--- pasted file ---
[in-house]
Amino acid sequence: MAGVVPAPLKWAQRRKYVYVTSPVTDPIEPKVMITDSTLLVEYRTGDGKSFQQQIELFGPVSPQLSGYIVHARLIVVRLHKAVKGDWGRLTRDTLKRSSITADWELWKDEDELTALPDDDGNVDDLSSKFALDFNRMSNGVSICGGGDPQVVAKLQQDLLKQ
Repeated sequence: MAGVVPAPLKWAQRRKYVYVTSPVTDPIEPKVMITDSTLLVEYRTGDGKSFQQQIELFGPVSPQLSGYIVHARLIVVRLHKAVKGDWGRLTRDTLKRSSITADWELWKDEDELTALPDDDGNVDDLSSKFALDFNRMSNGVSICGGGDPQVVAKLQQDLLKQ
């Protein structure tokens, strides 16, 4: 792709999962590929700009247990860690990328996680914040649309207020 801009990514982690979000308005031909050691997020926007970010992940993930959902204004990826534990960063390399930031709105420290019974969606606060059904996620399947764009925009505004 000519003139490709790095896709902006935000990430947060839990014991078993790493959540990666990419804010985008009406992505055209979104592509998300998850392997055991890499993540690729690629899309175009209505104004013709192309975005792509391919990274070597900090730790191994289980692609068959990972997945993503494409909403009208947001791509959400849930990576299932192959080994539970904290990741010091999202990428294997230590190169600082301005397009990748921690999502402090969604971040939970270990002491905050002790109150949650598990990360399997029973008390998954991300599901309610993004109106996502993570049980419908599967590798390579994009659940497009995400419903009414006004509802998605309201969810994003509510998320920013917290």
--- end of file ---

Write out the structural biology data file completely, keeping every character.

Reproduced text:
[in-house]
Amino acid sequence: MAGVVPAPLKWAQRRKYVYVTSPVTDPIEPKVMITDSTLLVEYRTGDGKSFQQQIELFGPVSPQLSGYIVHARLIVVRLHKAVKGDWGRLTRDTLKRSSITADWELWKDEDELTALPDDDGNVDDLSSKFALDFNRMSNGVSICGGGDPQVVAKLQQDLLKQ
Repeated sequence: MAGVVPAPLKWAQRRKYVYVTSPVTDPIEPKVMITDSTLLVEYRTGDGKSFQQQIELFGPVSPQLSGYIVHARLIVVRLHKAVKGDWGRLTRDTLKRSSITADWELWKDEDELTALPDDDGNVDDLSSKFALDFNRMSNGVSICGGGDPQVVAKLQQDLLKQ
């Protein structure tokens, strides 16, 4: 792709999962590929700009247990860690990328996680914040649309207020 801009990514982690979000308005031909050691997020926007970010992940993930959902204004990826534990960063390399930031709105420290019974969606606060059904996620399947764009925009505004 000519003139490709790095896709902006935000990430947060839990014991078993790493959540990666990419804010985008009406992505055209979104592509998300998850392997055991890499993540690729690629899309175009209505104004013709192309975005792509391919990274070597900090730790191994289980692609068959990972997945993503494409909403009208947001791509959400849930990576299932192959080994539970904290990741010091999202990428294997230590190169600082301005397009990748921690999502402090969604971040939970270990002491905050002790109150949650598990990360399997029973008390998954991300599901309610993004109106996502993570049980419908599967590798390579994009659940497009995400419903009414006004509802998605309201969810994003509510998320920013917290």